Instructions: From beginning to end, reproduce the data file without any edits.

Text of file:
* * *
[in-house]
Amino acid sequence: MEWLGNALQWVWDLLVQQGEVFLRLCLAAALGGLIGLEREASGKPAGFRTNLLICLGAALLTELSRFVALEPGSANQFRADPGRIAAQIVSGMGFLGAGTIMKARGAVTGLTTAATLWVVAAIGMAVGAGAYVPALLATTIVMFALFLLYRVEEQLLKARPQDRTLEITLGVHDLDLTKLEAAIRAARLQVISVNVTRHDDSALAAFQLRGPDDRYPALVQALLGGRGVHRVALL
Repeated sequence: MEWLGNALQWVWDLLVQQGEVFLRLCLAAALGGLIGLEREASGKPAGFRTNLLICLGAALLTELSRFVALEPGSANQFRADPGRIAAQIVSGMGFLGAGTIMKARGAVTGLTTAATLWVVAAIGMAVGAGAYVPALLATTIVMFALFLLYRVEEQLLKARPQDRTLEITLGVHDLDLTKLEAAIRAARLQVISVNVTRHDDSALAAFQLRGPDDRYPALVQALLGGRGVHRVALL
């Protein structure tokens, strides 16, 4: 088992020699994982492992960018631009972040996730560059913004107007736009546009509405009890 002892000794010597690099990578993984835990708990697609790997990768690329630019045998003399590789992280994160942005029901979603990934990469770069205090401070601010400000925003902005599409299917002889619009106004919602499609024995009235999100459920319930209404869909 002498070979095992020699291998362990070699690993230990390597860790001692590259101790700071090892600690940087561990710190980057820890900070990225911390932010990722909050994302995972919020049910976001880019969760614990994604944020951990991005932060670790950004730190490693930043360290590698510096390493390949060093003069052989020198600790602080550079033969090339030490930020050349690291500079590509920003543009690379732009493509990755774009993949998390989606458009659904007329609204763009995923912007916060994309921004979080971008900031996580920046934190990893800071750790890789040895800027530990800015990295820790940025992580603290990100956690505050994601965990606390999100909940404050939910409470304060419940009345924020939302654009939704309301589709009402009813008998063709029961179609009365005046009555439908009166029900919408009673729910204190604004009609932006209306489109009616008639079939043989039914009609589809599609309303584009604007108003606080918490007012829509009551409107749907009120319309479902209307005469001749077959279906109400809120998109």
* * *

[in-house]
Amino acid sequence: MEWLGNALQWVWDLLVQQGEVFLRLCLAAALGGLIGLEREASGKPAGFRTNLLICLGAALLTELSRFVALEPGSANQFRADPGRIAAQIVSGMGFLGAGTIMKARGAVTGLTTAATLWVVAAIGMAVGAGAYVPALLATTIVMFALFLLYRVEEQLLKARPQDRTLEITLGVHDLDLTKLEAAIRAARLQVISVNVTRHDDSALAAFQLRGPDDRYPALVQALLGGRGVHRVALL
Repeated sequence: MEWLGNALQWVWDLLVQQGEVFLRLCLAAALGGLIGLEREASGKPAGFRTNLLICLGAALLTELSRFVALEPGSANQFRADPGRIAAQIVSGMGFLGAGTIMKARGAVTGLTTAATLWVVAAIGMAVGAGAYVPALLATTIVMFALFLLYRVEEQLLKARPQDRTLEITLGVHDLDLTKLEAAIRAARLQVISVNVTRHDDSALAAFQLRGPDDRYPALVQALLGGRGVHRVALL
């Protein structure tokens, strides 16, 4: 088992020699994982492992960018631009972040996730560059913004107007736009546009509405009890 002892000794010597690099990578993984835990708990697609790997990768690329630019045998003399590789992280994160942005029901979603990934990469770069205090401070601010400000925003902005599409299917002889619009106004919602499609024995009235999100459920319930209404869909 002498070979095992020699291998362990070699690993230990390597860790001692590259101790700071090892600690940087561990710190980057820890900070990225911390932010990722909050994302995972919020049910976001880019969760614990994604944020951990991005932060670790950004730190490693930043360290590698510096390493390949060093003069052989020198600790602080550079033969090339030490930020050349690291500079590509920003543009690379732009493509990755774009993949998390989606458009659904007329609204763009995923912007916060994309921004979080971008900031996580920046934190990893800071750790890789040895800027530990800015990295820790940025992580603290990100956690505050994601965990606390999100909940404050939910409470304060419940009345924020939302654009939704309301589709009402009813008998063709029961179609009365005046009555439908009166029900919408009673729910204190604004009609932006209306489109009616008639079939043989039914009609589809599609309303584009604007108003606080918490007012829509009551409107749907009120319309479902209307005469001749077959279906109400809120998109």